MANCHESTER, England (Reuters) - Manchester City’s target this season will be to match Manchester United’s record of three successive Premier League titles but, despite manager Pep Guardiola playing down their Champions League ambitions, Europe could act as a distraction.
Guardiola’s side have been nothing short of dominant in the domestic league since the beginning of the 2017/18 campaign.
City amassed an incredible 198 points in those two seasons and broke the record for the most Premier League wins in 2017/18 before matching it last year, while plundering a record 163 goals in all competitions in 2018/19.
An unprecedented domestic treble was completed in emphatic style with a 6-0 romp over Watford in the FA Cup final in May, but for all their domestic success under Guardiola, there is still one major goal yet to be reached — continental glory.
“I’ve said before that for City to be where they want to be, I think they need to win the Champions League,” said the club’s England defender Kyle Walker.
“I think some of the players in the dressing room have achieved too much in their careers and done too much for football not to win the Champions League. So we owe it to them and ourselves.”
City again fell at the quarter-final stage in last season’s Champions League — this time to eventual runners-up Tottenham Hotspur. They have only reached the last four once in the competition’s history and have never competed in the final.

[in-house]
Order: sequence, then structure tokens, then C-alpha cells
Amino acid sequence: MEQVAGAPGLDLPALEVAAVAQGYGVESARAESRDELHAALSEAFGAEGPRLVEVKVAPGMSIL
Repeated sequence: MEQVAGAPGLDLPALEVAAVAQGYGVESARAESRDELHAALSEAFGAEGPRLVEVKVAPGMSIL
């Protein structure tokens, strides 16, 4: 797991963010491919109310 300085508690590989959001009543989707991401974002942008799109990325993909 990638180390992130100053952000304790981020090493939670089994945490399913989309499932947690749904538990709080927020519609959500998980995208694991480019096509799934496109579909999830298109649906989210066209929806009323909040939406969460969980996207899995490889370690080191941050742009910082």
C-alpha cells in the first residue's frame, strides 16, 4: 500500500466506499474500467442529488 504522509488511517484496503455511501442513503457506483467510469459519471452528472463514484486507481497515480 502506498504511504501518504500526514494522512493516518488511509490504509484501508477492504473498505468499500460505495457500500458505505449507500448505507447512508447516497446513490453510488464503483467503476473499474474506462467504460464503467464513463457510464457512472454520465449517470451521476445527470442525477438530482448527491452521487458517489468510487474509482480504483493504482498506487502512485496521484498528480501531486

However, Guardiola tried to put the pursuit of Europe’s elite club trophy into perspective after City beat rivals Liverpool on penalties to win the Community Shield on Sunday.
“The Champions League is an important tournament, difficult to win,” he said. “But I don’t want to go to the casino and gamble everything I have in my pocket for seven games.
“I’d sign right now to do what we did last season again. Not winning the Champions League and four titles,” he added after City’s unprecedented domestic treble and Community Shield win.
In pursuit of further domestic dominance, and a tilt at European success, City have broken their transfer record to bring in Spanish defensive midfielder Rodri, with Guardiola looking to solve one of the few problem areas in the team.
“We knew it but today I can assure you we have an incredible holding midfielder for the next decade, or at least the years he will be here with a contract,” Guardiola said.
Fernandinho is vital to City’s system in the holding midfield role. When the Brazilian was missing last season City tried a variety of alternatives but did not look as solid.
Now, Guardiola believes he not only has a welcome addition in the short term, but Fernandinho’s long-term successor.
Pre-season brought some big wins, with the improved fitness of playmaker Kevin De Bruyne, who spent much of the last campaign in the treatment room, giving City a further boost.
“I have been a professional for 11 years now and had one season where I had some injuries,” De Bruyne said. “Now I feel good. I’m happy I could play a whole pre-season.”
Guardiola has also described young midfielder Phil Foden as the “most talented” player he has seen but there are fewer defensive options with club captain Vincent Kompany having left.
The challenge is set to be the same, though, with last season’s runners-up Liverpool likely to prioritise a first Premier League title having missed out by just a point before the consolation of clinching Champions League glory.
But, while a third straight league title for City to match United’s 2007-2009 run would be an incredible feat, Guardiola will be judged by how City fare in Europe where another failure is unlikely to sit well with the club’s ambitious owners.
Reporting by Peter Hall; Editing by Ken Ferris